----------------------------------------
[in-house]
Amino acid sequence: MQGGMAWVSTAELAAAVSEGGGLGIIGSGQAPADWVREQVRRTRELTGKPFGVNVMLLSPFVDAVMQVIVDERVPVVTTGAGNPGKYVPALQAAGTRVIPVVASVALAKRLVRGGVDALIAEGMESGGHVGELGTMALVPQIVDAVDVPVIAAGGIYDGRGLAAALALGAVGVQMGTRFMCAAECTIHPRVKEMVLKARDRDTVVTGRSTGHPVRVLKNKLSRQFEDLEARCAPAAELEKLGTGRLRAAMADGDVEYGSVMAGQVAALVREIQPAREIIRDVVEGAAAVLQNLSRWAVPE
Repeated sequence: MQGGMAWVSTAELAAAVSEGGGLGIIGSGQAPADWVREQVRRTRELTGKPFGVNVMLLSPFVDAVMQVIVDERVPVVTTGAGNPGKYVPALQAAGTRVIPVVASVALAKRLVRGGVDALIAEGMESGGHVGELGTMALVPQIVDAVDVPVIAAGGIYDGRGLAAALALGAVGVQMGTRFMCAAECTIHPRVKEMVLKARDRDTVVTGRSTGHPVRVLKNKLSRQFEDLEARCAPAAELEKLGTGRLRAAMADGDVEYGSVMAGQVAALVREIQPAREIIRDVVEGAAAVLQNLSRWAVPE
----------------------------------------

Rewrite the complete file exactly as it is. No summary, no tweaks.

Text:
[in-house]
Amino acid sequence: MQGGMAWVSTAELAAAVSEGGGLGIIGSGQAPADWVREQVRRTRELTGKPFGVNVMLLSPFVDAVMQVIVDERVPVVTTGAGNPGKYVPALQAAGTRVIPVVASVALAKRLVRGGVDALIAEGMESGGHVGELGTMALVPQIVDAVDVPVIAAGGIYDGRGLAAALALGAVGVQMGTRFMCAAECTIHPRVKEMVLKARDRDTVVTGRSTGHPVRVLKNKLSRQFEDLEARCAPAAELEKLGTGRLRAAMADGDVEYGSVMAGQVAALVREIQPAREIIRDVVEGAAAVLQNLSRWAVPE
Repeated sequence: MQGGMAWVSTAELAAAVSEGGGLGIIGSGQAPADWVREQVRRTRELTGKPFGVNVMLLSPFVDAVMQVIVDERVPVVTTGAGNPGKYVPALQAAGTRVIPVVASVALAKRLVRGGVDALIAEGMESGGHVGELGTMALVPQIVDAVDVPVIAAGGIYDGRGLAAALALGAVGVQMGTRFMCAAECTIHPRVKEMVLKARDRDTVVTGRSTGHPVRVLKNKLSRQFEDLEARCAPAAELEKLGTGRLRAAMADGDVEYGSVMAGQVAALVREIQPAREIIRDVVEGAAAVLQNLSRWAVPE